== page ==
Traveling Companion

Bridging a Divide -- and Crossing an Ocean

Rep. David L. Hobson (Ohio) was the lone Republican on two trips to the Middle East organized by House Speaker Nancy Pelosi (D-Calif.).
Rep. David L. Hobson (Ohio) was the lone Republican on two trips to the Middle East organized by House Speaker Nancy Pelosi (D-Calif.). (By Lois Raimondo -- The Washington Post)

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By Lyndsey Layton
Washington Post Staff Writer
Tuesday, April 24, 2007

David L. Hobson, a nine-term House member from Ohio, is becoming the token Republican.

In January, he was the lone Republican on a congressional trip to Iraq led by House Speaker Nancy Pelosi (D-Calif.). This month, Hobson was again the only member of the GOP on a trip to the Middle East organized by Pelosi.

That was the same trip, which included a stop in Syria, that drew criticism from Hill Republicans and the White House. They accused Pelosi of undermining the Bush administration's foreign policy.

Vice President Cheney called Pelosi's trip "bad behavior." House Minority Leader John A. Boehner (Ohio) said Pelosi traveled to Syria "for one reason, and that is to embarrass the president."

And Rep. Eric Cantor, the Virginia Republican who serves as chief deputy minority whip, wrote in an essay for a conservative journal that Pelosi "and many of her Democratic allies have become so drunk with grandiose visions of deposing Bush that they break bread with terrorists and enemies of the United States."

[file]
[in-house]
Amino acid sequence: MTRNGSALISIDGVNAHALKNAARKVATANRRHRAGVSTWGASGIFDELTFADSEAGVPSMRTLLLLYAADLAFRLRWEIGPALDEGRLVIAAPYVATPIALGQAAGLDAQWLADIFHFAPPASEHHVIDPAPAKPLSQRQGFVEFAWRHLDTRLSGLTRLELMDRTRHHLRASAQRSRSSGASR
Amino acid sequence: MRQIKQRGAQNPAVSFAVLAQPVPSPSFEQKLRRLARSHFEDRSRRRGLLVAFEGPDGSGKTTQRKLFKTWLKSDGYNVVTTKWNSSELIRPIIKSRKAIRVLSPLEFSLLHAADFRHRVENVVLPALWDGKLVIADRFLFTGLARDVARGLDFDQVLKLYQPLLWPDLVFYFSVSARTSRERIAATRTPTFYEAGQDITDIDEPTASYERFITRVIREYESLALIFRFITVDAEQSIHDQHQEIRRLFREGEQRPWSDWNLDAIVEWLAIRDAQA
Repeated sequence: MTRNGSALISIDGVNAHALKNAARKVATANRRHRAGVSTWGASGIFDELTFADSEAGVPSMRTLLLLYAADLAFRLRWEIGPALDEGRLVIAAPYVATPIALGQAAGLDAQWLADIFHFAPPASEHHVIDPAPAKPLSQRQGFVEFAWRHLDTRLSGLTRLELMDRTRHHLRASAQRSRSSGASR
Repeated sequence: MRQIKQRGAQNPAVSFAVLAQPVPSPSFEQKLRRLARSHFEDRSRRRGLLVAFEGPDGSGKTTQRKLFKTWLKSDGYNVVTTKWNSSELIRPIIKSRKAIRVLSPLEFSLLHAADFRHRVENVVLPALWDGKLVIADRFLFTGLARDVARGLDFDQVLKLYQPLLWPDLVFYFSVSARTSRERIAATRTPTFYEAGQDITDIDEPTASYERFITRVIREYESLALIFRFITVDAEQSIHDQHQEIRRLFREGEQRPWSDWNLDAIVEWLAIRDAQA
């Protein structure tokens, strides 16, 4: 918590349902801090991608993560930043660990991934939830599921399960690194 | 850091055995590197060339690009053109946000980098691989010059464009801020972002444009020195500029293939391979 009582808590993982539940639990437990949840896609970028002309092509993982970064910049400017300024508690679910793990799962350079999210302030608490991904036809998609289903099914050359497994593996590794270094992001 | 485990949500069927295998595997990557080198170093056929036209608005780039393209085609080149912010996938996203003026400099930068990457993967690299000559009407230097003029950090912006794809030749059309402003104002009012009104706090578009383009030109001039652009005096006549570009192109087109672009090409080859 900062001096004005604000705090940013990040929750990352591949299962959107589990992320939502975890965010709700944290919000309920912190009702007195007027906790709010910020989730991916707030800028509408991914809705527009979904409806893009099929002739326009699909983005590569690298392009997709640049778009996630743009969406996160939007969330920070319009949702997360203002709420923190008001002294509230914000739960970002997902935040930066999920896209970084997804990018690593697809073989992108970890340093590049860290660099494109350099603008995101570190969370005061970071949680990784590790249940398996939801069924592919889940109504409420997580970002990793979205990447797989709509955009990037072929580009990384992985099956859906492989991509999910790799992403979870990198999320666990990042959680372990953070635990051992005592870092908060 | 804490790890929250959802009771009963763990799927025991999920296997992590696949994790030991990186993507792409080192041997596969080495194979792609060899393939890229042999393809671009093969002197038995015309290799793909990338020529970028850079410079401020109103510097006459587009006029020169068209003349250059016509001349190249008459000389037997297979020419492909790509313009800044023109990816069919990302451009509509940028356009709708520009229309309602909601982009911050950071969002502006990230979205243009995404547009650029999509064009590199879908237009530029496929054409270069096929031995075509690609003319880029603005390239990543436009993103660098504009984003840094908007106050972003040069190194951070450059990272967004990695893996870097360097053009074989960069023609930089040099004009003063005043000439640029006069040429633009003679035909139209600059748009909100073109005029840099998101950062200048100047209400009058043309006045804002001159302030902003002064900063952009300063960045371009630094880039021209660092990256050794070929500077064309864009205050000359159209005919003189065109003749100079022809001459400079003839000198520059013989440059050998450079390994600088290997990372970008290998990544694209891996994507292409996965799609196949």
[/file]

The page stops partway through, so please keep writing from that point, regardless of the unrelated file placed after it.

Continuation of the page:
All that rancor irritated Hobson, a solid Republican who is well regarded within his party.

"Before we left, we met with the State Department people and nobody told us not to go," Hobson said, adding that none of his Republican colleagues broached the subject, either. "Nobody ever called me to say, 'Why are you going to Syria with those people?' "

Why, indeed. Especially when a group of Republican lawmakers led by Rep. Frank R. Wolf (Va.) traveled to Syria days before Pelosi's group.

"I went to dinner with who asked me," said Hobson, the only Republican Pelosi invited to join the group. "Frank Wolf didn't ask me to go to Syria."

It is important for lawmakers from both parties to travel together to lend credibility to the trip and present a cohesive message to foreign governments, Hobson said.

"When we're outside the country, we should be putting forth a bipartisan foreign policy -- and we did," he said. "There could be misconceptions in the region that because we are divided over the [Iraq war] supplemental, there are also divisions on the war on terror.

"But the speaker told the Syrians we are united that Syrians should not support terrorists going into Iraq and should work for peace with Israel," he said. "It's important to have somebody from the other party along to say, yes, that's what she said."


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© 2007 The Washington Post Company

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